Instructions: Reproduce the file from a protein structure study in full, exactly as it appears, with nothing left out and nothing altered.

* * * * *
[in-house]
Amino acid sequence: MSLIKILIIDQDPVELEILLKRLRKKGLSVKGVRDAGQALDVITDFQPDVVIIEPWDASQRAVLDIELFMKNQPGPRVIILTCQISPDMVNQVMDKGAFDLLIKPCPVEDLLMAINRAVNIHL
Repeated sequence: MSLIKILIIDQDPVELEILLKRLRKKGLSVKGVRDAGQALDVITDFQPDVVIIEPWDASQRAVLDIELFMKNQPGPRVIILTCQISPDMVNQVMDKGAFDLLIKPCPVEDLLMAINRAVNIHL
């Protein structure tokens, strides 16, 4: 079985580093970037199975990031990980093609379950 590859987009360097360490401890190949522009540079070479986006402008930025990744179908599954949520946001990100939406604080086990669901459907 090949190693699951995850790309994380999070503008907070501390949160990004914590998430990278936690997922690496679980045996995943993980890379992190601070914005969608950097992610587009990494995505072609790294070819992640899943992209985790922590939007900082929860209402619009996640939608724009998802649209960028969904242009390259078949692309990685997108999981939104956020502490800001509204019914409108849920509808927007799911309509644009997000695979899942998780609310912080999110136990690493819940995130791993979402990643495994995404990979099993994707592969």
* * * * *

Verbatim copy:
[in-house]
Amino acid sequence: MSLIKILIIDQDPVELEILLKRLRKKGLSVKGVRDAGQALDVITDFQPDVVIIEPWDASQRAVLDIELFMKNQPGPRVIILTCQISPDMVNQVMDKGAFDLLIKPCPVEDLLMAINRAVNIHL
Repeated sequence: MSLIKILIIDQDPVELEILLKRLRKKGLSVKGVRDAGQALDVITDFQPDVVIIEPWDASQRAVLDIELFMKNQPGPRVIILTCQISPDMVNQVMDKGAFDLLIKPCPVEDLLMAINRAVNIHL
């Protein structure tokens, strides 16, 4: 079985580093970037199975990031990980093609379950 590859987009360097360490401890190949522009540079070479986006402008930025990744179908599954949520946001990100939406604080086990669901459907 090949190693699951995850790309994380999070503008907070501390949160990004914590998430990278936690997922690496679980045996995943993980890379992190601070914005969608950097992610587009990494995505072609790294070819992640899943992209985790922590939007900082929860209402619009996640939608724009998802649209960028969904242009390259078949692309990685997108999981939104956020502490800001509204019914409108849920509808927007799911309509644009997000695979899942998780609310912080999110136990690493819940995130791993979402990643495994995404990979099993994707592969």